It should also be noted that the Mearns research suggests that the reason behind unsafe behavior is âperceptions of pressure for production.â Thus, the goals of production and profit do not align with those of safety. Safety and Scale of Loss The literature on safety and loss tends to focus on single industrial disasters of great magnitude, such as Bhopal (Union Carbide chemical disaster) and Chernobyl (nuclear power plant disaster). The term safety culture was actually derived through the investigation of the causes of Chernobyl. The trucking and motorcoach industries are not typically directly involved or at risk for involvement within such widescale disasters. While it is true that tens of thousands of individuals are killed and injured each year in automobile and truck crashes, the overall national and international impact derived from each crash instance is minimal and does not receive the degree of national or worldwide attention that a major failure such as an industrial accident that kills thou- sands receives (Dwyer 1991). Crashes are also commonplace; the consequences of crashes (injuries and fatalities) may desensitize the public. While it may be the case that a widescale loss typically gains greater public attention, truck and bus crashes are a major concern among highway safety professionals, those outside of industry who are directly involved in such acci- dents, and the motor carriers themselves. The U.S. DOT statistics show that the rate of fatal crashes per 100 million vehicle miles traveled (VMT) has decreased from a peak of 5.21 in the late 1970s to 1.99 in 2003 as shown in Figure 2.1 However, large truck travel has continued to increase and the actual number of fatalities that result from crashes involving large trucks has not declined as significantly. In the last 5 years, trucks involved in fatal crashes numbered nearly 5,000 annually, while the number of buses involved in fatal crashes remained close to 300 annually. It should be noted, however, that VMT traveled by trucks annually is far greater than that traveled by buses.2 Safety Culture: Definitions and Applications to the Motor Carrier Industries The norms, attitudes, values, and beliefs of organizations define the culture of an organization and are manifested in the behaviors of its agents. For many organizations, safety and loss prevention are of the highest concern. This is especially true for organizations that operate in and/or create hazardous environments as part of typical business operations. Such 8 Figure 1. Example of Reasonâs Swiss cheese model applied to CMV safety. 1 Large Truck Crash Facts 2003, FMCSA, Publication Number FMCSA-RI-04- 033, 2003. 2 National Summary of Large Trucks and Buses Involved in Crashes, 2001â2005, Volpe National Transportation Systems Center, U.S. Department of Transporta- tion, 2006. Available online: http://ai.volpe.gov/CrashProfile/n_overview.asp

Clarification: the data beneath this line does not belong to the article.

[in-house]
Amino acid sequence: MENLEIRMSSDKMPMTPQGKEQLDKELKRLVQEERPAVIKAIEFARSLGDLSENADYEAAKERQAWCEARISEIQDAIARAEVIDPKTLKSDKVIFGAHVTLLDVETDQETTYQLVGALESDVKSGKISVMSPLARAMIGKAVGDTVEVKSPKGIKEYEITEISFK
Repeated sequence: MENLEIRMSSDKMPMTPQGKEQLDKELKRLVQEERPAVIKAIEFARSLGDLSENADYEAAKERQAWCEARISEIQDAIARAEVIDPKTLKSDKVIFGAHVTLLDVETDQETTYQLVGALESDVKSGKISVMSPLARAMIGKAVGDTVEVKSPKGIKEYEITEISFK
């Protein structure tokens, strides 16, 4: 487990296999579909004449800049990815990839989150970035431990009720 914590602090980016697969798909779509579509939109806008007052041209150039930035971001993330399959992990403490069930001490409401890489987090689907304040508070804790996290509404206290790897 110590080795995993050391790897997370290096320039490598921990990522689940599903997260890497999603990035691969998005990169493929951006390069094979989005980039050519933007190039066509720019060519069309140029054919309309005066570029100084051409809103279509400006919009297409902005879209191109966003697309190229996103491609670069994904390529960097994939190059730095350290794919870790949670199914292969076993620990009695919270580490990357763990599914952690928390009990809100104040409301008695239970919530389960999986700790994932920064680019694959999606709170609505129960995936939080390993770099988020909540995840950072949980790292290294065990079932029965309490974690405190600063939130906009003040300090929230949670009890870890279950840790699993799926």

hazardous environments exist internally (e.g., chemical plant) and externally (e.g., transportation-related industries). Within an organization, culture will influence individuals and individuals will define the culture. The following review of safety culture-related literature attempts to clarify this connection across several industries, with an emphasis on trucking and motorcoach operations. Definition of Safety Culture Uttal (1983) defines organizational culture and, intuitively, its relationship to safety as follows: Shared values (what is important) and beliefs (how things work) that interact with an organizationâs structures and control systems to produce behavioral norms (the way we do things around here). Thus, when analyzing an organizationâs culture of safety under these criteria (and using a definition that existed prior to the term safety culture itself), three main questions might emerge for any organization concerned with safety: â¢ Who develops, defines, and communicates shared values regarding safety in a work environment? â¢ What are the internal policies and procedures (i.e., beliefs) that create a culture of safety? â¢ How do the values and beliefs regarding safety interact with other organizational values and beliefs, and how do they become standard practice throughout? Such questions were likely not asked by operators of a Ukrainian nuclear power plant prior to the 1986 Chernobyl nuclear disaster. This event is credited with defining the term safety culture as well as exemplifying a working envi- ronment that lacked a culture of safety. Several onsite events led to the meltdown of the Chernobyl reactor, but longer term issues were central to the disaster itself. Inves- tigators determined that there existed a lack of an overall âsafety cultureâ: inadequate and unsafe reactor construc- tion created a dangerous operating environment, standard operating procedures were not followed, and systems of communicating safety-related information were ineffective (Nuclear Energy Agency 2002). Ostrom et al. (1993) notes that even prior to the Chernobyl disaster catalyst, researchers were well aware of the relation- ship between safety and culture and understood that, within an organization, âsafety performance is affected by [a given groupâs] socially transmitted beliefs and attitudes towards safety.â Such beliefs were said to be manifested in an organi- zationâs actions, policies, and procedures. But as the post-Chernobyl investigation took on an interna- tional scale, some standardization of the connections between safety and culture began to manifest. Sorensen (2002) cites the full course of development of the term âsafety cultureâ through a synthesis of several years of International Nuclear Safety Advisory Group (INSAG 1991) investigations into the Cher- nobyl disaster. The INSAG-4 report defines safety culture as That assembly of characteristics and attitudes in organizations and individuals which establishes that, as an overriding priority, . . . safety issues receive the attention warranted by their significance. (INSAG 1991) 9 Figure 2. Fatal truck crashes and fatal truck crashes per 100 million vehicle miles traveled.